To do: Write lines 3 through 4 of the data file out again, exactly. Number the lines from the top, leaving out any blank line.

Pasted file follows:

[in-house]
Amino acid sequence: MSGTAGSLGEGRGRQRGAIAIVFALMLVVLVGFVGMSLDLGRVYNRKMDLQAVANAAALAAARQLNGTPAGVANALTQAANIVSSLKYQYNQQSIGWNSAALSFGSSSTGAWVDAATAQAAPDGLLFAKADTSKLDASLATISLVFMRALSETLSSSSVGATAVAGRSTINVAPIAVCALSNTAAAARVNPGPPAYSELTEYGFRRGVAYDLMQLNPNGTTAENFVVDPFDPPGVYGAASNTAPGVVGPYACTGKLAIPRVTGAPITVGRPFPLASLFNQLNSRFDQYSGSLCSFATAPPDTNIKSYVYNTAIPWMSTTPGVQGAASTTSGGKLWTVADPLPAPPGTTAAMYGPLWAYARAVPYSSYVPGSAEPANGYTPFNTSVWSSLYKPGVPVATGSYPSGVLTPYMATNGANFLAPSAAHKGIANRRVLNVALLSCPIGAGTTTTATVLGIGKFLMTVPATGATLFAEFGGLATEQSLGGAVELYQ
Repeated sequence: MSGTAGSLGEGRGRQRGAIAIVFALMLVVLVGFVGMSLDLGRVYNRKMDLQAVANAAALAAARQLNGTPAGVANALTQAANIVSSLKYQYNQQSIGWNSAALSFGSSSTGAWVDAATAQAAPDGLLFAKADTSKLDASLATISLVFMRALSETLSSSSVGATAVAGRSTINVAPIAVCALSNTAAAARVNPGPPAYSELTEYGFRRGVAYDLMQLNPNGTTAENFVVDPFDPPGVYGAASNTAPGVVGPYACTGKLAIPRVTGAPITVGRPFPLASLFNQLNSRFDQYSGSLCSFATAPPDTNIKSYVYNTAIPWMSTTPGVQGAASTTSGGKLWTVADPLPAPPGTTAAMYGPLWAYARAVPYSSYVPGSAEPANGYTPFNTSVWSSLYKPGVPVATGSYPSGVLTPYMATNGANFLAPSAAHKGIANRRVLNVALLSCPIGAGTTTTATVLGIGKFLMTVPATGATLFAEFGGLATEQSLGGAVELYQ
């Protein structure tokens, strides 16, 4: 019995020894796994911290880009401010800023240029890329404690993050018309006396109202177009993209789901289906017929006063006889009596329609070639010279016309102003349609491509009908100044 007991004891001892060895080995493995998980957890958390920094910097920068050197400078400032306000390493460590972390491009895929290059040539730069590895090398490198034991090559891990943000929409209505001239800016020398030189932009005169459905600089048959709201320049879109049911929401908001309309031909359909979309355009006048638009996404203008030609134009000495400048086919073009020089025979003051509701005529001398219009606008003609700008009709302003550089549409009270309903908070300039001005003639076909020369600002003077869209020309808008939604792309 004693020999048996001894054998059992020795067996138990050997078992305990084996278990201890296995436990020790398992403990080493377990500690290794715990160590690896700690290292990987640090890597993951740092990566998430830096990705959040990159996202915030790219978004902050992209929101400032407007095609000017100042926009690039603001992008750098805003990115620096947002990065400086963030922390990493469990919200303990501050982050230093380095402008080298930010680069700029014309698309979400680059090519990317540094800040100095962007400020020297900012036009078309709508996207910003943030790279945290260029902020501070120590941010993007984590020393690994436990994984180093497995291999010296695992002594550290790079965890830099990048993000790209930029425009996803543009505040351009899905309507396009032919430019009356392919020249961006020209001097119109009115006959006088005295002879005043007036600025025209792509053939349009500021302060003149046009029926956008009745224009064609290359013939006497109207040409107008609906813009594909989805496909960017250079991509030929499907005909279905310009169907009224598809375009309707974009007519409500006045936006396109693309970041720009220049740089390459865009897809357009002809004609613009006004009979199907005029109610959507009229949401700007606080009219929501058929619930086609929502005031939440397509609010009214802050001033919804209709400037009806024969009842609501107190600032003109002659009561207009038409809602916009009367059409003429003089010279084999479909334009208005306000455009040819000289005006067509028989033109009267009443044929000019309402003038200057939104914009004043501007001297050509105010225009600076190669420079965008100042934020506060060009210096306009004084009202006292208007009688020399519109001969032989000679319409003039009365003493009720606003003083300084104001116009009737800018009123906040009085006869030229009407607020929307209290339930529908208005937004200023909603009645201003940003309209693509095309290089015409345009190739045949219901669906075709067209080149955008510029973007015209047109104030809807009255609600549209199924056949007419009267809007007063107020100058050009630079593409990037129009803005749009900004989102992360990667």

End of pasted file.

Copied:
Repeated sequence: MSGTAGSLGEGRGRQRGAIAIVFALMLVVLVGFVGMSLDLGRVYNRKMDLQAVANAAALAAARQLNGTPAGVANALTQAANIVSSLKYQYNQQSIGWNSAALSFGSSSTGAWVDAATAQAAPDGLLFAKADTSKLDASLATISLVFMRALSETLSSSSVGATAVAGRSTINVAPIAVCALSNTAAAARVNPGPPAYSELTEYGFRRGVAYDLMQLNPNGTTAENFVVDPFDPPGVYGAASNTAPGVVGPYACTGKLAIPRVTGAPITVGRPFPLASLFNQLNSRFDQYSGSLCSFATAPPDTNIKSYVYNTAIPWMSTTPGVQGAASTTSGGKLWTVADPLPAPPGTTAAMYGPLWAYARAVPYSSYVPGSAEPANGYTPFNTSVWSSLYKPGVPVATGSYPSGVLTPYMATNGANFLAPSAAHKGIANRRVLNVALLSCPIGAGTTTTATVLGIGKFLMTVPATGATLFAEFGGLATEQSLGGAVELYQ
């Protein structure tokens, strides 16, 4: 019995020894796994911290880009401010800023240029890329404690993050018309006396109202177009993209789901289906017929006063006889009596329609070639010279016309102003349609491509009908100044 007991004891001892060895080995493995998980957890958390920094910097920068050197400078400032306000390493460590972390491009895929290059040539730069590895090398490198034991090559891990943000929409209505001239800016020398030189932009005169459905600089048959709201320049879109049911929401908001309309031909359909979309355009006048638009996404203008030609134009000495400048086919073009020089025979003051509701005529001398219009606008003609700008009709302003550089549409009270309903908070300039001005003639076909020369600002003077869209020309808008939604792309 004693020999048996001894054998059992020795067996138990050997078992305990084996278990201890296995436990020790398992403990080493377990500690290794715990160590690896700690290292990987640090890597993951740092990566998430830096990705959040990159996202915030790219978004902050992209929101400032407007095609000017100042926009690039603001992008750098805003990115620096947002990065400086963030922390990493469990919200303990501050982050230093380095402008080298930010680069700029014309698309979400680059090519990317540094800040100095962007400020020297900012036009078309709508996207910003943030790279945290260029902020501070120590941010993007984590020393690994436990994984180093497995291999010296695992002594550290790079965890830099990048993000790209930029425009996803543009505040351009899905309507396009032919430019009356392919020249961006020209001097119109009115006959006088005295002879005043007036600025025209792509053939349009500021302060003149046009029926956008009745224009064609290359013939006497109207040409107008609906813009594909989805496909960017250079991509030929499907005909279905310009169907009224598809375009309707974009007519409500006045936006396109693309970041720009220049740089390459865009897809357009002809004609613009006004009979199907005029109610959507009229949401700007606080009219929501058929619930086609929502005031939440397509609010009214802050001033919804209709400037009806024969009842609501107190600032003109002659009561207009038409809602916009009367059409003429003089010279084999479909334009208005306000455009040819000289005006067509028989033109009267009443044929000019309402003038200057939104914009004043501007001297050509105010225009600076190669420079965008100042934020506060060009210096306009004084009202006292208007009688020399519109001969032989000679319409003039009365003493009720606003003083300084104001116009009737800018009123906040009085006869030229009407607020929307209290339930529908208005937004200023909603009645201003940003309209693509095309290089015409345009190739045949219901669906075709067209080149955008510029973007015209047109104030809807009255609600549209199924056949007419009267809007007063107020100058050009630079593409990037129009803005749009900004989102992360990667």